a better way of doing business

When we supplied lettuce to the supermarkets we were paid for 55% of what I planted; about 85% grew into good lettuces but a third was wasted due to unpredictable sales, poor communication and the promotion of oversupply and competition between suppliers by supermarket buyers. If you add the wastage in the supply chain, less than half made it to a customer and when they did they were anonymous, over-packaged and up to two weeks old. Frustration with the waste and general unpleasantness of it all led to us starting the box scheme in 1993, which showed that most of this waste can be avoided, vegetables can be cheaper, and business can be more pleasant, by adopting a longer view with better communication and planning… and a little trust. 

As we bring in this autumn's crops, we're already planning what will fill your boxes up to April 2013. The process begins with our assumptions about your veg preferences for each week of the year, building in a heavy bias towards local over imported produce. This is based on your feedback plus various personal prejudices, and is an area where we could certainly improve. Given that you are such a dependable lot and sales are fairly predictable, we can estimate how many little gem lettuces we will need in week 17, cherry tomatoes in week 33 etc., for 100 crops, 51 weeks of the year. Using historic data on yields and picking dates we then work back to planting dates and areas. In most cases where we don’t grow it ourselves we’ve worked with the same grower for years, and agreeing who will grow what, when and for how much is a surprisingly amicable process, completed before the seed is even ordered. To help our growers plan for the future, we often commit for up to five years; something unheard of in our industry.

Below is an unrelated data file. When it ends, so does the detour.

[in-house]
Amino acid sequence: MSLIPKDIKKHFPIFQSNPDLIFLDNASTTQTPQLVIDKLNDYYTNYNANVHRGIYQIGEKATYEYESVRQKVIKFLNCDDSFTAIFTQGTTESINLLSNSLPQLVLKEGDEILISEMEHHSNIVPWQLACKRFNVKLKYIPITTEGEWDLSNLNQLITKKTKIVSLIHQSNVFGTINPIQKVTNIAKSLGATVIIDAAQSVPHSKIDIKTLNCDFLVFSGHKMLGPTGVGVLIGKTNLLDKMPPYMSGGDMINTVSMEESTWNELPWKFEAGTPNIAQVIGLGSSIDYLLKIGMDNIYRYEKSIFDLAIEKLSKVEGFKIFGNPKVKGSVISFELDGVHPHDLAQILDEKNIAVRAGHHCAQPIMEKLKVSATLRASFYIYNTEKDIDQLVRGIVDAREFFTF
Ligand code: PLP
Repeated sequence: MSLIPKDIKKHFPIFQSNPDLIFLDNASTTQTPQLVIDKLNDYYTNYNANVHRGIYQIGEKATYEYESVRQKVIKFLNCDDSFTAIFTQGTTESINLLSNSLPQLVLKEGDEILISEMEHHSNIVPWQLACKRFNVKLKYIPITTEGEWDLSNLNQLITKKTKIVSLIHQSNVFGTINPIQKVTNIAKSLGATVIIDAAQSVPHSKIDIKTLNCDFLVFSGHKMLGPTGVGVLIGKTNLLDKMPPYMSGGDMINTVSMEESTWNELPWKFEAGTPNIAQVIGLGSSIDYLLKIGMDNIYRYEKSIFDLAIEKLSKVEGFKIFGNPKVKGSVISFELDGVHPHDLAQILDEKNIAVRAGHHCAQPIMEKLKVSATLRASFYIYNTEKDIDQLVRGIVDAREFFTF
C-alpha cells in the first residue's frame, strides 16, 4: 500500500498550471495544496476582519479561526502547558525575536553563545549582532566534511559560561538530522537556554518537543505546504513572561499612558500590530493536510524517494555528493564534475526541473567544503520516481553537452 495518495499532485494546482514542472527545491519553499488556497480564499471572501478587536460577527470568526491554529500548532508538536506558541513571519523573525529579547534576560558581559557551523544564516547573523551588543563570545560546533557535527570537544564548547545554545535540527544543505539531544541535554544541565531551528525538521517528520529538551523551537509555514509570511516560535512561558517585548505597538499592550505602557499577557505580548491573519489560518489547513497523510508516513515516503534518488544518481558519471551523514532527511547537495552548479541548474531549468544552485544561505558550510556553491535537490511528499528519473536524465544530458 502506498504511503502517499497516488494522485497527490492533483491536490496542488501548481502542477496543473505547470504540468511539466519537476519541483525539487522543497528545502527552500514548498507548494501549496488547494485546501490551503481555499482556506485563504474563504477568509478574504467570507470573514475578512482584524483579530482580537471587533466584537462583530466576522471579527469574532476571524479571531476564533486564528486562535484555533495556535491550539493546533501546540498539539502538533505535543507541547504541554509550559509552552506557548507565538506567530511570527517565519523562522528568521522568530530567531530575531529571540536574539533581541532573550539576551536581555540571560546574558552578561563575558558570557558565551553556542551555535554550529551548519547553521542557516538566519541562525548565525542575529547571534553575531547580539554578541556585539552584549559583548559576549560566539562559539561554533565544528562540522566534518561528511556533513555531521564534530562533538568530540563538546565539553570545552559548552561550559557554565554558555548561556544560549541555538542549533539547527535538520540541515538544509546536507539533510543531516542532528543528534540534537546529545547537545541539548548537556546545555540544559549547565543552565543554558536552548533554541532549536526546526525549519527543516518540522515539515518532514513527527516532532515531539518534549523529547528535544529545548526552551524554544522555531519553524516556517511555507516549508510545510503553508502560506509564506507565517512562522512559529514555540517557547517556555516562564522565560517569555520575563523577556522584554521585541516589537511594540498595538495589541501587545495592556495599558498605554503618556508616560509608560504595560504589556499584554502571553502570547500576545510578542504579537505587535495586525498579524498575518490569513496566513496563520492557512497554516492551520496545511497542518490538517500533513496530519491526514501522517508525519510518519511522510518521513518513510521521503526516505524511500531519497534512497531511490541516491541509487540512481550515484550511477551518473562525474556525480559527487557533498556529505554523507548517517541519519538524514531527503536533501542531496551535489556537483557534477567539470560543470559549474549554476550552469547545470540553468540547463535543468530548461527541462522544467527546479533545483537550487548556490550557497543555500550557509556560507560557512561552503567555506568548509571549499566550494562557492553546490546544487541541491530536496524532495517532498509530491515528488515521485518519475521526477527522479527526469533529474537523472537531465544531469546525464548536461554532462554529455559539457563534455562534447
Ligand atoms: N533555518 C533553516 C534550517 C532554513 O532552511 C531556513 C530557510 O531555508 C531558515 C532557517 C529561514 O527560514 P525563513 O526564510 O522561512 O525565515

The result is that almost everything (over 95%) that is sellable gets sold, and the boxes are very competitive as a result. There is a contract gathering dust in a drawer somewhere, but the basis of the relationship is trust, good communication and long-term self interest rather short term competition. It’s vital to avoid complacency and constantly strive to improve, but it’s one of my proudest achievements that these come more through respectful co-operation than by ruthless short term competition. 

Guy Watson